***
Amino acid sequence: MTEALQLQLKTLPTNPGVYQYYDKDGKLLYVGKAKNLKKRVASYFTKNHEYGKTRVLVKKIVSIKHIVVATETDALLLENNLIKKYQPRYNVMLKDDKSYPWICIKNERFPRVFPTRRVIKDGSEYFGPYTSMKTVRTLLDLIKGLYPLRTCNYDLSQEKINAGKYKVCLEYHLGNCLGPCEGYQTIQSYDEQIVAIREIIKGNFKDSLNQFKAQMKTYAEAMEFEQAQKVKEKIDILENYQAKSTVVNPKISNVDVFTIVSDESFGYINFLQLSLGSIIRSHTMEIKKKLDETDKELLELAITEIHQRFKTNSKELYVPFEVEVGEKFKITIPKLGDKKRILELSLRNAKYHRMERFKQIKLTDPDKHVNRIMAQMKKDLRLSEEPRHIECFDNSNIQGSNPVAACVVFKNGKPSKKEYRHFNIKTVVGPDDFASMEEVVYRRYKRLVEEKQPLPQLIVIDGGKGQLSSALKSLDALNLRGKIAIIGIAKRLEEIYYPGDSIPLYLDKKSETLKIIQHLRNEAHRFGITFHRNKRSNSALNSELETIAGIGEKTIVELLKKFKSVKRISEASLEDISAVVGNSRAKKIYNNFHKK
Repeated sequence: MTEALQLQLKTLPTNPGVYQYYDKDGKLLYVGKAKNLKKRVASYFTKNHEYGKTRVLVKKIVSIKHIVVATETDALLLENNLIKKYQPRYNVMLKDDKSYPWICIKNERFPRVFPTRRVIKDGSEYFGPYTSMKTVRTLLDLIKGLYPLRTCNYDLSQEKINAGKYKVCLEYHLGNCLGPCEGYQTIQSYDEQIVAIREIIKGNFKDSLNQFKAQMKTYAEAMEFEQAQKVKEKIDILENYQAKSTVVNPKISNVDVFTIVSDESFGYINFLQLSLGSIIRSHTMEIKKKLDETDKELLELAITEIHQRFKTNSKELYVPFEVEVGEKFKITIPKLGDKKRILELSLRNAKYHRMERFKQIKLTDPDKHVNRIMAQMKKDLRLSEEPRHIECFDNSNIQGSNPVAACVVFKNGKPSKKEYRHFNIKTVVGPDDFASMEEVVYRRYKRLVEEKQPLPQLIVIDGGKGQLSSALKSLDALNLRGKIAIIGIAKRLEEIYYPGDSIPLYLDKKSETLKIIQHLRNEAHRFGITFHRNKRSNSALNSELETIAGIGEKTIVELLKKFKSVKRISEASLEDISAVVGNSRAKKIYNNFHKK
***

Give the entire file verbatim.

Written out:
Amino acid sequence: MTEALQLQLKTLPTNPGVYQYYDKDGKLLYVGKAKNLKKRVASYFTKNHEYGKTRVLVKKIVSIKHIVVATETDALLLENNLIKKYQPRYNVMLKDDKSYPWICIKNERFPRVFPTRRVIKDGSEYFGPYTSMKTVRTLLDLIKGLYPLRTCNYDLSQEKINAGKYKVCLEYHLGNCLGPCEGYQTIQSYDEQIVAIREIIKGNFKDSLNQFKAQMKTYAEAMEFEQAQKVKEKIDILENYQAKSTVVNPKISNVDVFTIVSDESFGYINFLQLSLGSIIRSHTMEIKKKLDETDKELLELAITEIHQRFKTNSKELYVPFEVEVGEKFKITIPKLGDKKRILELSLRNAKYHRMERFKQIKLTDPDKHVNRIMAQMKKDLRLSEEPRHIECFDNSNIQGSNPVAACVVFKNGKPSKKEYRHFNIKTVVGPDDFASMEEVVYRRYKRLVEEKQPLPQLIVIDGGKGQLSSALKSLDALNLRGKIAIIGIAKRLEEIYYPGDSIPLYLDKKSETLKIIQHLRNEAHRFGITFHRNKRSNSALNSELETIAGIGEKTIVELLKKFKSVKRISEASLEDISAVVGNSRAKKIYNNFHKK
Repeated sequence: MTEALQLQLKTLPTNPGVYQYYDKDGKLLYVGKAKNLKKRVASYFTKNHEYGKTRVLVKKIVSIKHIVVATETDALLLENNLIKKYQPRYNVMLKDDKSYPWICIKNERFPRVFPTRRVIKDGSEYFGPYTSMKTVRTLLDLIKGLYPLRTCNYDLSQEKINAGKYKVCLEYHLGNCLGPCEGYQTIQSYDEQIVAIREIIKGNFKDSLNQFKAQMKTYAEAMEFEQAQKVKEKIDILENYQAKSTVVNPKISNVDVFTIVSDESFGYINFLQLSLGSIIRSHTMEIKKKLDETDKELLELAITEIHQRFKTNSKELYVPFEVEVGEKFKITIPKLGDKKRILELSLRNAKYHRMERFKQIKLTDPDKHVNRIMAQMKKDLRLSEEPRHIECFDNSNIQGSNPVAACVVFKNGKPSKKEYRHFNIKTVVGPDDFASMEEVVYRRYKRLVEEKQPLPQLIVIDGGKGQLSSALKSLDALNLRGKIAIIGIAKRLEEIYYPGDSIPLYLDKKSETLKIIQHLRNEAHRFGITFHRNKRSNSALNSELETIAGIGEKTIVELLKKFKSVKRISEASLEDISAVVGNSRAKKIYNNFHKK